In a milestone for the Bay Area housing market, April's home prices reached the highest levels since just before the recession began, with Santa Clara County hitting a new peak in records going back 26 years, according to a report Wednesday.

Prices for single-family homes across much of the region are at levels not seen since fall 2007, the real estate information service DataQuick reported. The Great Recession began in December 2007.

"I don't think it should be a surprise that one of the regions with the nation's strongest economies is the closest to its previous high for home prices," said Andrew LePage of DataQuick. "San Francisco and Silicon Valley are more than pulling their weight."

Buyers flush with earnings from a booming economy are chasing a limited supply of homes for sale, and that's helping drive up prices. It's especially hard for first-time buyers looking for something priced below $500,000. But the hope remains that rising prices will draw more sellers into the marketplace, easing the shortage.

The median price of a resale single-family house was $615,000 in Alameda County, the highest it's been since August 2007; $475,000 in Contra Costa County, the highest since November 2007; $810,000 in Santa Clara County, a new high in DataQuick's records going back to 1988; and $833,050 in San Mateo County, down from $860,000 in March. Alameda County is only 8.1 percent below its all-time peak, while Contra Costa County is 27.4 percent below and San Mateo County is 8 percent below.


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Single-family home sales were either down or nearly flat from a year earlier in the East Bay, Peninsula and South Bay, but up by double digits from the previous month. Sales were up 30.6 percent from March in Santa Clara County, 41.8 percent in San Mateo County, 18.6 percent in Alameda County and 20.3 in Contra Costa County.

With too many buyers chasing too few homes, Silicon Valley has seen bidding contests with houses fetching thousands of dollars over asking prices. The frenzy is discouraging some would-be buyers.

"I see clients giving up," said Avi Urban with Keller Williams in Palo Alto, where the housing market is the hottest and prices are among the highest in the region "They're saying it's crazy with the competition, and they're staying at home." Urban said he's worried that affordability, already low, could worsen.

Uri Safrai, an engineer who moved to Sunnyvale from Israel two years ago, said he had trouble getting a loan at first, and by the time his credit was established, prices had risen 20 percent.

"I dropped out," he said. "Right now, I don't think it's wise to buy something in Silicon Valley. I think we're at the peak. It's just like the stock market and everything else, if you enter at the peak, there's a high chance you are going to lose some money or are not going to earn any money. It's not a good time to go in."

Across the Bay, Sara Rosenthal "lucked out" in buying a home in Pleasant Hill recently.

"It's rough out there," she said. "The only observation I can make is really do your research, make sure you know what you're getting -- the neighborhood, what to expect, the big picture -- and just try to stay as calm as possible."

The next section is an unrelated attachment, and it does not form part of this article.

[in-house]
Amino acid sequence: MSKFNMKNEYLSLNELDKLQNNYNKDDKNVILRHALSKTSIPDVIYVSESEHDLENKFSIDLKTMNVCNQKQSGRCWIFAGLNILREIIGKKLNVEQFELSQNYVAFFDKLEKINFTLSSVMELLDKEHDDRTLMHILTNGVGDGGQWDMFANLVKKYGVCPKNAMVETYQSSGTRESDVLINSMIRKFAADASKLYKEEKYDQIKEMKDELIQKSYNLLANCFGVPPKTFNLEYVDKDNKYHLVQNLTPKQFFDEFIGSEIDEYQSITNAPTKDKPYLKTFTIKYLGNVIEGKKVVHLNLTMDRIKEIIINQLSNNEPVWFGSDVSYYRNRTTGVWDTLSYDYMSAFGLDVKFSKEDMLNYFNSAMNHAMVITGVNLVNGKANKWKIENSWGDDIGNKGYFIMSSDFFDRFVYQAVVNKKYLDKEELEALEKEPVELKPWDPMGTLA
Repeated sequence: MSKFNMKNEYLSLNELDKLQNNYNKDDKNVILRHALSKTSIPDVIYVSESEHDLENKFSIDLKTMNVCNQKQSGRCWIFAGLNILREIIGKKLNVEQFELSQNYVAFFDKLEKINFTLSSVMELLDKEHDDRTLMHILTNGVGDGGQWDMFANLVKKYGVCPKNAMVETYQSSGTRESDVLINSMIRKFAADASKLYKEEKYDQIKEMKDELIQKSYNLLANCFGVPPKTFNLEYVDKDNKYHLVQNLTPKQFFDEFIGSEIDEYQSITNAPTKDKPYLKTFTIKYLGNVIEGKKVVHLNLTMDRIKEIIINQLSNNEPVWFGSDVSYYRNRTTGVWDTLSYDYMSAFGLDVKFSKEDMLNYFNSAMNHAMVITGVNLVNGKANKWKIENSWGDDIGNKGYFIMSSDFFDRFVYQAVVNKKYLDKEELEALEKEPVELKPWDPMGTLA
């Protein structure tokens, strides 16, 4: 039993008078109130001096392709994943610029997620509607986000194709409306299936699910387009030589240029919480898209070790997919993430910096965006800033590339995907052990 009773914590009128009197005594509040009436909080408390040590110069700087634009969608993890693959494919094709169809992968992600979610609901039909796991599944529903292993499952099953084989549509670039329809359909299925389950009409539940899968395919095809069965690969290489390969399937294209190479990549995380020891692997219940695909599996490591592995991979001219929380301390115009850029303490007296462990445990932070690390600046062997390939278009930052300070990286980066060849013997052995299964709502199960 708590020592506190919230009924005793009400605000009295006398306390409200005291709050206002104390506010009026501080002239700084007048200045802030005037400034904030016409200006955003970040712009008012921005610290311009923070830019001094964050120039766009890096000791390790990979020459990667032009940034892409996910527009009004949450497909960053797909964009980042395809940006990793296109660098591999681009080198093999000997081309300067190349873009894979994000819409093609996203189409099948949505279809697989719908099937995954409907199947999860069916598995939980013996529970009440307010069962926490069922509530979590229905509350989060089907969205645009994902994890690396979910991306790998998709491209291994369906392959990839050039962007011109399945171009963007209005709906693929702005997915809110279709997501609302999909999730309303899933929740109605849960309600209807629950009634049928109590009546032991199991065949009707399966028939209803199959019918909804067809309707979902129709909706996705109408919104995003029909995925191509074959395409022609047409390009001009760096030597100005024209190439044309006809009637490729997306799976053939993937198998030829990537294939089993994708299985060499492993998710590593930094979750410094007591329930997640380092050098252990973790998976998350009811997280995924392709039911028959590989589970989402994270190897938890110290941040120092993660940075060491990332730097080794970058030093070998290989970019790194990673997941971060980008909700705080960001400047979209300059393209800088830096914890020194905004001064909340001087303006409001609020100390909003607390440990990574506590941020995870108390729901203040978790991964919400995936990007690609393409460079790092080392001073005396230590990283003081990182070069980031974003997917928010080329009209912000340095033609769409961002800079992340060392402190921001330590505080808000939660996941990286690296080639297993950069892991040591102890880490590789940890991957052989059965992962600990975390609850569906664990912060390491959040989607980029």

Rosenthal and her husband, Joshua, lived in Oakland but wanted to move to Contra Costa County for the schools and to be closer to family.

They were bidding on a Pleasant Hill home that was fetching multiple offers when their agent spotted another about to be listed for sale. It was owned by an investor who was testing the market, Sara Rosenthal said. The couple arrived with an offer for $515,000 and bought it on the spot.

"There's way, way more parties interested in buying than in selling," said their agent, Cameron Platt of Harcourts Platt Real Estate in Oakland, who helped the couple sell their Oakland home and buy one in Pleasant Hill.

The median price paid for all types of homes across the nine-county Bay Area rose to $610,000, on sales that were up nearly 20 percent from March, but down slightly from the previous April, according to San Diego-based DataQuick.

That's the highest median price for the Bay Area since it reached $629,500 in November 2007, before the economy tanked and the housing market stalled.

The Bay Area's price for single-family homes was $650,000 in April, still 12 percent below the peak of $738,500 in July 2007.

Condos across the region commanded a median price of $480,000, up nearly 17 percent from April 2012. San Mateo and Santa Clara counties helped boost that price with medians of $555,750 and $510,000, but no county came close to San Francisco, where the median-priced condo fetched $900,000.

While sales are up from March, that's typical as the spring home-buying season gets going. Sales are still nearly 16 percent below the 8,978 average sales for April going back to 1988.

Inventory is pinched in the lower third of the market because of a big drop-off in foreclosures and short sales.

Sales of all types of homes below $500,000 dropped 24.3 percent from the previous April, but rose 9.5 percent for sales $500,000 and above.

Contact Pete Carey at 408-920-5419. Follow him on Twitter.com/petecarey.